Minimalism is such a buzzword these days. I think simplifying one's belongings is an essential thing; it helps put more emphasis on living and less on having, and goodness knows we could do with more of that. That said, a lot of articles on minimalism I read tout getting one's excess belongings out the door as quickly as possible - decluttering guru Marie Kondo measures her clients' success by how many trash bags they fill and get rid of. There's so much wastefulness inherent in that kind of strategy, but there doesn't have to be. Over the past few years, I've reduced my possessions slowly and thoughtfully. A few of the ways to take care while decluttering, minimizing both your objects and your environmental footprint:
1. Commit to using what you have. Though you may not need that fifth bottle of shampoo right now, sometime you will - so, resist the urge to call it superfluous and toss it. Holding on to multiples may clutter your cabinets in the short term, but eventually you'll use them up, conserving resources in the process..
2. Take it slowly. Extra stuff accumulated over a lifetime doesn't need to be disposed of within a week. If you're moving that quickly while decluttering, consider whether you're taking enough time to make sure everything you're getting rid of makes it to the best home. For example, it's faster to throw an old, holey shirt into the trash than it is to research a nearby textile recycler who might be able to repurpose it. Take the time - it's worth it.
3. Sort your donations by category. This, too, takes time, but it can help your objects go where they're most needed. Hauling a big load to Goodwill is a classic decluttering strategy, but many large thrift stores like Goodwill tend to have such a glut of products that they throw away things that are unlikely to sell. However, by sorting your donations in advance, you can ensure they'll go to a home where they're actually needed. A few ideas: taking your clothes to a local secondhand charity shop, your old towels to an animal shelter, your books to a library book sale, unopened candles and body care products to a nursing home, blankets to a women's shelter, and textbooks or test preparation materials to a nearby high school. Not only will you be supporting local nonprofits in your community, but you'll also be giving your items the best chance of being used, loved, and helpful.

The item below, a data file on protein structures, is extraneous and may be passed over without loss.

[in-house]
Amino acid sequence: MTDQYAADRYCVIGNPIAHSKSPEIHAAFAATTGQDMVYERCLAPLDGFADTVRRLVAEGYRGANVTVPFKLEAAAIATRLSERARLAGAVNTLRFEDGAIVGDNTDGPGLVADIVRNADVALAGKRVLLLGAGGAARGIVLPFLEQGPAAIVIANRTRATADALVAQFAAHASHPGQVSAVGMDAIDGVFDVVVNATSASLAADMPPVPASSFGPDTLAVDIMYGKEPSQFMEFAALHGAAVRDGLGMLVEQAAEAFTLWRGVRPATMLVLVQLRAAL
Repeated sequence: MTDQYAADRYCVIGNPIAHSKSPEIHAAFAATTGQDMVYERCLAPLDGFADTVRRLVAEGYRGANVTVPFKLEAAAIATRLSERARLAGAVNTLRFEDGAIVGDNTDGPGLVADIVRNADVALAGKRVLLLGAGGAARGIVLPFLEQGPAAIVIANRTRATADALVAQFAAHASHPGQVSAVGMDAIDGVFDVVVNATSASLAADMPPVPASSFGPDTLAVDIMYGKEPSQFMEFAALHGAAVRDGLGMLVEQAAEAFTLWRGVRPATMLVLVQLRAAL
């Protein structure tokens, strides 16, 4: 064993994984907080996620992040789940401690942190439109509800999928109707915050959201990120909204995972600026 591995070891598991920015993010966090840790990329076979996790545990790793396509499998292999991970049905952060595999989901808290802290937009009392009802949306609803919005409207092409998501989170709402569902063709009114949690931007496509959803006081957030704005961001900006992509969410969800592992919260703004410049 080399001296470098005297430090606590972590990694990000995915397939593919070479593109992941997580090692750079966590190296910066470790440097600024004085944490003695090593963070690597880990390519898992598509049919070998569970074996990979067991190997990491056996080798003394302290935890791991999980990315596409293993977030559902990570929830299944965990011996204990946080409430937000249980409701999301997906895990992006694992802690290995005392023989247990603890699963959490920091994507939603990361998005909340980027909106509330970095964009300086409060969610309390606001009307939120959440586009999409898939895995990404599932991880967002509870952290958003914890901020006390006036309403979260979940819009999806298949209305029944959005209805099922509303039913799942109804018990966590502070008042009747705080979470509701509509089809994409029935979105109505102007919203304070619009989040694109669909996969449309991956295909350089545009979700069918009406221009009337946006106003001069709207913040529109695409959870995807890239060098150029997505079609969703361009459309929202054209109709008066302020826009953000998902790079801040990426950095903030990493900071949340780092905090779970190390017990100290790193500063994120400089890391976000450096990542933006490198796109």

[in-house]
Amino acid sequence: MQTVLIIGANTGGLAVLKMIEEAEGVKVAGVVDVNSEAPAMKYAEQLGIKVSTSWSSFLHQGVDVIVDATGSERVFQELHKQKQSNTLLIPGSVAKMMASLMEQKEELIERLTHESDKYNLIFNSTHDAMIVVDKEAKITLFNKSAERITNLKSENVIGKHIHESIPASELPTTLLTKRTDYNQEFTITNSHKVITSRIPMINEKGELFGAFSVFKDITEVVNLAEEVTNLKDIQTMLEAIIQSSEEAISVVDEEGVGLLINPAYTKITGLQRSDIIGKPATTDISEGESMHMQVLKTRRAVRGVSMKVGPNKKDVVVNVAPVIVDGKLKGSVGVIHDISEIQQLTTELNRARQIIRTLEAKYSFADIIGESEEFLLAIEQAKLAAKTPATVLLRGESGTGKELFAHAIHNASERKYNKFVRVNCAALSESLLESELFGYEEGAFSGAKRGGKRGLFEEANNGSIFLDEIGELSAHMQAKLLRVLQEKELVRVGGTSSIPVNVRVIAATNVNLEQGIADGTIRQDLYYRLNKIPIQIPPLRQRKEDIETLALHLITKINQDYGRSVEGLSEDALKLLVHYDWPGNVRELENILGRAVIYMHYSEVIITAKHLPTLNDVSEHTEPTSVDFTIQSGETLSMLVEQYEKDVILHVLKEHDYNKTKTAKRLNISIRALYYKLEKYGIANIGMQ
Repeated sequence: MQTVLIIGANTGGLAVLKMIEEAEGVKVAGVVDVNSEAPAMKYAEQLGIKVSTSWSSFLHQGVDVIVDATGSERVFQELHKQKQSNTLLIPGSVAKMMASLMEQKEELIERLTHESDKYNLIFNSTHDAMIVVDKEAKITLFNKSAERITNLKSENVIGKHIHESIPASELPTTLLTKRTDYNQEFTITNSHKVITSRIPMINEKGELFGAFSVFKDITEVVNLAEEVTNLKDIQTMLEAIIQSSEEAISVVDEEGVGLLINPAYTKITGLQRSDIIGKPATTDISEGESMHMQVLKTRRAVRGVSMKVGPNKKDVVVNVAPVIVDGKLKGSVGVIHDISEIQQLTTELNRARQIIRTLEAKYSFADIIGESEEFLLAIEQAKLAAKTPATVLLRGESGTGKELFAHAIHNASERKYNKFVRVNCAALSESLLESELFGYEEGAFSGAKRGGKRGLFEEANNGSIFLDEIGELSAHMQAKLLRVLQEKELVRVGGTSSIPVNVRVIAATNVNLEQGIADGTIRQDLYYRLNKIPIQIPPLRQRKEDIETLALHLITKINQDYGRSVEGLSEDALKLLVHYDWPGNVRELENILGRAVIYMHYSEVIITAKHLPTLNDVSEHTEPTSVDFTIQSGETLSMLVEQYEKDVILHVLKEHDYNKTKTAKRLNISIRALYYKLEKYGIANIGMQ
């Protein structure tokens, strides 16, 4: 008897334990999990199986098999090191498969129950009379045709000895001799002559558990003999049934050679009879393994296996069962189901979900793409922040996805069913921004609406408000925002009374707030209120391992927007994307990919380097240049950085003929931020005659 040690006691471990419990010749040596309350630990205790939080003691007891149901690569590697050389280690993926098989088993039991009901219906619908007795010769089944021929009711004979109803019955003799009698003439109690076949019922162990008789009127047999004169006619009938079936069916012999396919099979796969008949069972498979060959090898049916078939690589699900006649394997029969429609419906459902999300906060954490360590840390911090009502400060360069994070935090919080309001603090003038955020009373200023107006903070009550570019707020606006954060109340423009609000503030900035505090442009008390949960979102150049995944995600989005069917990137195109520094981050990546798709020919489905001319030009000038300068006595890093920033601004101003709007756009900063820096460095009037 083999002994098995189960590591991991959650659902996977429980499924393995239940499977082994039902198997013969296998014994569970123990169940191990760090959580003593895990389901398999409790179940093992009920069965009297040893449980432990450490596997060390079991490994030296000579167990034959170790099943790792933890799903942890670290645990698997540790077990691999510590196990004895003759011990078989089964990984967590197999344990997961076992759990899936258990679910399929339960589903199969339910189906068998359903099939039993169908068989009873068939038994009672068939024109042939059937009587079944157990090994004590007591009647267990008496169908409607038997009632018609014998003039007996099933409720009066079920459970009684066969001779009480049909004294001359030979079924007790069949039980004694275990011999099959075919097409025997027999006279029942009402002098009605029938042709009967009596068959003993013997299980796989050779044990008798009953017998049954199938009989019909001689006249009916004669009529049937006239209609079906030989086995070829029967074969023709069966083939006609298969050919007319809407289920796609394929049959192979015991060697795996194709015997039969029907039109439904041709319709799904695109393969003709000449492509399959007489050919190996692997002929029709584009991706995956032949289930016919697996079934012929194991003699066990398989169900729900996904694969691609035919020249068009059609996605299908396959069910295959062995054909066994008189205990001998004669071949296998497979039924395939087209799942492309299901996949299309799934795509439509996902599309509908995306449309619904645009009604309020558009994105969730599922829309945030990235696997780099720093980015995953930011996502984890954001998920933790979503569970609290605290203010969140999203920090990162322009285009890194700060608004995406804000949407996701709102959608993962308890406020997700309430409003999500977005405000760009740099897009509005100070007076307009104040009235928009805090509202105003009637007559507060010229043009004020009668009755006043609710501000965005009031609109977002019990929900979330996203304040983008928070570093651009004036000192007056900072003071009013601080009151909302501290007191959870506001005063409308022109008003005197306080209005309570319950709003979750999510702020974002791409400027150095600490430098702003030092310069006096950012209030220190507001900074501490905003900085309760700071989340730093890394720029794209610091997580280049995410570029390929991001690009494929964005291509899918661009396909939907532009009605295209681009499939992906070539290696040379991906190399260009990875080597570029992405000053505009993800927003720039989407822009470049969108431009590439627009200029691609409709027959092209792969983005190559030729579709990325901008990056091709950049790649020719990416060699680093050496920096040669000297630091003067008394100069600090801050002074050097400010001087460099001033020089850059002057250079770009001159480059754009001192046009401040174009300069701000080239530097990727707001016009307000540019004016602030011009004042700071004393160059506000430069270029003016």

4. Look at objects with a creative eye. While decluttering, you'll probably stumble upon forgotten objects that seem too useless to donate, but with an inventive twist can be upcycled into something you've wanted or needed. For example, traditional minimalism might advocate just getting rid of the kraft paper packing from an online purchase, but maybe you can use it to wrap a birthday gift, jot a grocery list, or mail a package of your own. I'm not advocating hoarding - just smart reusing whenever possible. For more easy upcycling ideas, click here.
5. Emphasize composting and recycling. Take care to sort castoff objects rather then throwing them indiscriminately into the trash. Plastics should be recycled - if your local curbside pickup doesn't take a certain kind, find out where you can bring them instead (for example, perhaps you can pile up all of the stretchy plastic bags you find and take them to your local grocery store or drugstore). Natural materials like wood and fabric can be added to your compost heap. In this way, you'll help ensure that what you're getting rid of helps make new materials, instead of sitting unused in a landfill forever.
Have you caught the decluttering bug these past few years, too? If so, any tips to share? I'd love to hear. Hope you're having a lovely week!